French tax income 14 billion euros short

President François Hollande assured everybody when he came into power two years ago that French tax income would increase if he dramatically raised income, corporate and sales taxes.

He did so, and now the Court of Auditors (Cours de comptes), which oversees the government’s accounts, says there is a gaping €14 billion ($19.04 billion) black hole in its public finances.

The Court of Auditors wrote:

“At €284 billion, tax revenues are up for the fourth consecutive year. Their €15.6 billion increase is mainly the result of new measures. Despite this increase, they were down by € 14.6 billion compared with what was forecast.” (“Avec un montant de 284 Md€, les recettes fiscales sont en hausse pour la quatrième année consécutive. Leur augmentation de 15,6 Md€ résulte pour l’essentiel de mesures nouvelles. En dépit de cette augmentation, elles sont en retrait de 14,6 Md€ par rapport à la prévision inscrite en LFI.”).

Hollande raised the top rate of income tax to 75% in 2013, which resulted in the emigration of a number of well-known French citizens, including actor Gerard Depardieu.

French taxes, which are equivalent to approximately 46% of GDP, are the highest among the Eurozone nations.

2013 tax revenue €14 billion short of estimates

French tax income
The Elysee Palace forecast €30bn in extra tax revenue, but only €16bn additional income was collected in 2013.

According to Hollande’s estimate, the higher rates would raise French tax income by €30 billion in 2013. The Court of Auditors reported that the extra amounted to just €16 billion, slightly over half of what Hollande had predicted.

In fact, the Court of Auditors said Hollande’s team was “wildly inaccurate”, and it wonders about this year’s forecast. The forecast for 2013 was based on skewed projections and as well as being overly-optimistic, it added.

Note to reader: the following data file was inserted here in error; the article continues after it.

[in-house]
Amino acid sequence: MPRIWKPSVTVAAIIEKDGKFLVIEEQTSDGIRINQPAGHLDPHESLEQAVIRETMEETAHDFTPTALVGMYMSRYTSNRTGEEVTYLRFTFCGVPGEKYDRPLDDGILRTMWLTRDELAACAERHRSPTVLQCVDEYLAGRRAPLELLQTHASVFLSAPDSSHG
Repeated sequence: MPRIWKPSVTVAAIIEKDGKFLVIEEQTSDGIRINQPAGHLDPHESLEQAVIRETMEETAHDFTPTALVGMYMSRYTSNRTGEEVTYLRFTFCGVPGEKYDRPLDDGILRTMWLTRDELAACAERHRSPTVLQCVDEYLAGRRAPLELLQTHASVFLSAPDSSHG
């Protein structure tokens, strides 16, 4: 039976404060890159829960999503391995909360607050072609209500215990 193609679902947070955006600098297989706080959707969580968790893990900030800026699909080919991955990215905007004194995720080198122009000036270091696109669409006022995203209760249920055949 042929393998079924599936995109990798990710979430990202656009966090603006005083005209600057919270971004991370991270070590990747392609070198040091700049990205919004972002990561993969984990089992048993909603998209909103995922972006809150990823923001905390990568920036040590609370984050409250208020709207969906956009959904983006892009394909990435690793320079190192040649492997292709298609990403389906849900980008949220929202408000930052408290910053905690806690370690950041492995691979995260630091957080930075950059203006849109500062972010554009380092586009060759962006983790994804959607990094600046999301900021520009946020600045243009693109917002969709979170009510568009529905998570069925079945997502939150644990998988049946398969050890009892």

Even the Prime Minister, Manuel Valls, who Hollande appointed in March after his (Socialist) party’s disastrous municipal election results, seems at odds with the president. Valls said “too much tax kills tax.”

Hollande blamed for economic woes

Ever since coming to power, the French president has cut spending across the board and raised taxes. In the opinion polls he has been below 20% for several months.

The President’s Socialist party performance in the European Parliamentary elections on Sunday was a disaster. It came third with 14% of the vote, behind Nicolas Sarkozy’s UMP with 20%, and the ultra-right wing, anti-euro National Front with 25%.

Critics and a growing number of independent voters blame his policies for undermining the country’s chances of a sustained economic rebound.

In the first quarter of 2014, French GDP registered zero growth, due to poor business investment and weak consumer spending. GDP would have shrunk had it not been for public spending.

France’s statistical agency, INSEE, said French GDP leveled off after a slight increase of 0.2% in the last quarter of 2013.

High taxes stifling domestic demand

According to INSEE, “Overall, total domestic demand (excluding changes in inventories) dropped and contributed negatively to activity (–0.4 points after +0.2 points in Q4).”

INSEE reported today that household consumption expenditure on goods declined by -0.3% in April, after increasing by 0.6% in March. April’s fall was mainly due to reduced expenditure on energy products (-3.3%).

After a meeting with European leaders in Brussels on Tuesday. Mr. Hollande rejected suggestions that the pace of deficit reduction should be slowed. The deficit was 4.2% of GDP in 2013, compared to 4.8% in 2012.

Hollande said there can be no delays. “We can’t live with such heavy debt…with deficits,” he stressed.

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